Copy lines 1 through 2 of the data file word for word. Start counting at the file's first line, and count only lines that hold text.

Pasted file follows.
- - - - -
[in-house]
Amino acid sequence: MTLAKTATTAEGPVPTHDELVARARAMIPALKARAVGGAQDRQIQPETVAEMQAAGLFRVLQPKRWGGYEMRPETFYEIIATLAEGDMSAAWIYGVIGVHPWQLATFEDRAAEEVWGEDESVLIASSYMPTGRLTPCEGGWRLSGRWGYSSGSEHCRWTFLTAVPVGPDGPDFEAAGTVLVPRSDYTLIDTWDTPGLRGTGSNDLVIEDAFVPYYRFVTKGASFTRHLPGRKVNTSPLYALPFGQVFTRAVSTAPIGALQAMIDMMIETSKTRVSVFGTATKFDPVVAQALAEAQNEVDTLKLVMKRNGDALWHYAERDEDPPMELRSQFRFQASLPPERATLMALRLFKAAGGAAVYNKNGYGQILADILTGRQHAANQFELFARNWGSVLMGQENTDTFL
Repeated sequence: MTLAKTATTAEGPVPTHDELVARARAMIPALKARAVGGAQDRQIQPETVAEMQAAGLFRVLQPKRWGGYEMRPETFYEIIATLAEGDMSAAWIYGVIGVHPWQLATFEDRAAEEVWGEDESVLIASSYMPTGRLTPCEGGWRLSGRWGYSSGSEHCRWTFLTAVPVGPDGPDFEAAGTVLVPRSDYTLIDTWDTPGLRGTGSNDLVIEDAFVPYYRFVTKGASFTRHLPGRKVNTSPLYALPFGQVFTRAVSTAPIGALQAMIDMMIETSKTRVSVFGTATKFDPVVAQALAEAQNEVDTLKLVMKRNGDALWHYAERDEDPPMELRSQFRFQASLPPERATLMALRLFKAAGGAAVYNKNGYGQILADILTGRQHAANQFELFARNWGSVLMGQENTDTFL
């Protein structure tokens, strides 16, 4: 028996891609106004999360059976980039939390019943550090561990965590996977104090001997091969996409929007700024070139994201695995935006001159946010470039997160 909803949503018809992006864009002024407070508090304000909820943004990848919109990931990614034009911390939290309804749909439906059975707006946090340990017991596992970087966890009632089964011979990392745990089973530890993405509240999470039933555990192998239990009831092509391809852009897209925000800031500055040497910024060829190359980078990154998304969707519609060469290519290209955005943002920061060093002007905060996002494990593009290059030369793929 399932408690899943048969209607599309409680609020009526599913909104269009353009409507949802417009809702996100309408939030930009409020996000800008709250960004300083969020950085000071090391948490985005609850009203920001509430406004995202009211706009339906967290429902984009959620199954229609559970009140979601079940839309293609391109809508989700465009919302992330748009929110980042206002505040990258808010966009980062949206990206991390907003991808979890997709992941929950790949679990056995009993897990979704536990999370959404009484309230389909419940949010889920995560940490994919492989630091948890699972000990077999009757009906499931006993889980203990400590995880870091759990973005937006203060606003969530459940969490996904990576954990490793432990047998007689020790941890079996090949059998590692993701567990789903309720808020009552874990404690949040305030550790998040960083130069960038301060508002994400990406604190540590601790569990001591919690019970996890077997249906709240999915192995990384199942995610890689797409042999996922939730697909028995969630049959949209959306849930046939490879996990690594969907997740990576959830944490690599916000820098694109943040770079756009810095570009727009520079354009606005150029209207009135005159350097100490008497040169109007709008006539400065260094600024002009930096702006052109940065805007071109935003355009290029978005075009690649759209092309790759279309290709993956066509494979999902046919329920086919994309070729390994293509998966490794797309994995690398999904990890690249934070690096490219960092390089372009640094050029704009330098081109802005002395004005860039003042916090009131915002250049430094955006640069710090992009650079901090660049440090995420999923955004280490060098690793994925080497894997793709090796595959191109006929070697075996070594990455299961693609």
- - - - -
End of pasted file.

[in-house]
Amino acid sequence: MTLAKTATTAEGPVPTHDELVARARAMIPALKARAVGGAQDRQIQPETVAEMQAAGLFRVLQPKRWGGYEMRPETFYEIIATLAEGDMSAAWIYGVIGVHPWQLATFEDRAAEEVWGEDESVLIASSYMPTGRLTPCEGGWRLSGRWGYSSGSEHCRWTFLTAVPVGPDGPDFEAAGTVLVPRSDYTLIDTWDTPGLRGTGSNDLVIEDAFVPYYRFVTKGASFTRHLPGRKVNTSPLYALPFGQVFTRAVSTAPIGALQAMIDMMIETSKTRVSVFGTATKFDPVVAQALAEAQNEVDTLKLVMKRNGDALWHYAERDEDPPMELRSQFRFQASLPPERATLMALRLFKAAGGAAVYNKNGYGQILADILTGRQHAANQFELFARNWGSVLMGQENTDTFL